Alraun looked at Hawk. “You take too much upon yourself, mage-page. All this activity has gone to your head. I’ve lost count of the boys I’ve taught in this school, but I can assure you they are all like that.” He pushed himself out of his seat in a creak of protesting wood. “This is a waste of time. By your leave, my lady?”
Mage-Mistress Evariste frowned and waved Alraun away. “Go.”
The man went, leaving the five remaining mage-tutors exchanging looks behind his back.
“Tell me again, Hawk,” Mage Faron said softly, staring at the carpet and tapping a finger thoughtfully against his lip. “Tell me exactly what Mara said to you.”
Having repeated himself three times already, Hawk practically had the words engraved on his brain. “When I asked where Arien was Mara said something about old friends. Then she told me to find him, that she had a bad feeling, and to tell him she’d be back soon. That she hadn’t abandoned him.”
Faron transferred his stare from the carpet to him. “What friends, Hawk? Who else does he know in this city other than you, Sidony, Tobias and me?”
They reached the same conclusion at the same moment. “Irissa and the guards.”
Faron turned his head. “Tobi, what happened to the witch?”
“Witch? What witch?” the other mages wanted to know while the knight scratched his chin.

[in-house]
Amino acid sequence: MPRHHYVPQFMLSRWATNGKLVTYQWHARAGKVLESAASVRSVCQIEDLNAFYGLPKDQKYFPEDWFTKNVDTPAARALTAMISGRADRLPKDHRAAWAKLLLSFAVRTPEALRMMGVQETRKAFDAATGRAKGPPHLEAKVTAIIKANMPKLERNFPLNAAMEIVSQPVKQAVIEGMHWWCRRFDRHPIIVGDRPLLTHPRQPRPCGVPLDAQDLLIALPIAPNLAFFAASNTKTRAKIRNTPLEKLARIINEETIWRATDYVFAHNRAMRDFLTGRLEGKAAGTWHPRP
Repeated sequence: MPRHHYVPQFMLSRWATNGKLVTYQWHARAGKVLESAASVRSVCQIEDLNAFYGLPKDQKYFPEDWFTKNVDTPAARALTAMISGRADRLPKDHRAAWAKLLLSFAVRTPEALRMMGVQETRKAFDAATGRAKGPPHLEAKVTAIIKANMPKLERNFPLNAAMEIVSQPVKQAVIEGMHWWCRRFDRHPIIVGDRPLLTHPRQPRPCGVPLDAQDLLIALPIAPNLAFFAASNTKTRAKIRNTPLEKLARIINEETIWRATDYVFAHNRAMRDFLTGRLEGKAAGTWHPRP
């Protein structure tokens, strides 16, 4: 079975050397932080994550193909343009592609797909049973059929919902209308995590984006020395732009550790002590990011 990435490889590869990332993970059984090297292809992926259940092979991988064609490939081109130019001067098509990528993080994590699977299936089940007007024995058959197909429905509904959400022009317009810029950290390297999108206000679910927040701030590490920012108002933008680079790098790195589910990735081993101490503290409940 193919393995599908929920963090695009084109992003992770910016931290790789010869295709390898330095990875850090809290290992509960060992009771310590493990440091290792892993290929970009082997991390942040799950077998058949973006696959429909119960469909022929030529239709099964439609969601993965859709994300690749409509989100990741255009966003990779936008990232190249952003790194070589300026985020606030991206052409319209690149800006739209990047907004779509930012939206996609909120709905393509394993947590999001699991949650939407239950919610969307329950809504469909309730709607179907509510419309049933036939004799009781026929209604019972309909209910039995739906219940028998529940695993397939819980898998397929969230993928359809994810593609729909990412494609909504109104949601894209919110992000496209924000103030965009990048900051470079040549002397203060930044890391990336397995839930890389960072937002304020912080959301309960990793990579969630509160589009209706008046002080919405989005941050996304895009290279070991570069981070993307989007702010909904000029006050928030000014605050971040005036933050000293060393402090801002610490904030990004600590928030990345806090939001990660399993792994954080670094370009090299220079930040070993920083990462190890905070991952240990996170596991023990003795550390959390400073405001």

“She left with Gedrey, Philippe and the guards as soon as we arrived. As far as I know she never reached the palace.”
Faron looked at Hawk. “Where did she go?”
He had no idea. “She only left Gunnis Ridge to follow Ren, but he’s dead.”
“Would she go home?” Faron wondered. “It’s a long way for a woman alone, but she seemed capable. Tobi?”
The knight shrugged. “Hawk?”
Since he’d known her best he could understand why they were asking him, but what did he know of women or witches? Not that Irissa had seemed to be a typical example of either. She was strong willed and would always go her own way.
“The guards,” he suddenly thought.
Tobias and Faron raised their eyebrows.
“If she told anyone, she’d have told them,” Hawk explained. “They were Ren’s men. When he died they looked to her for leadership.”
Knight and mage exchanged a glance. “They did follow her,” Tobias agreed.
Faron nodded and turned to the Mage-Mistress. “By your leave, my lady, I believe a visit to the guard barracks is in order.”
* * *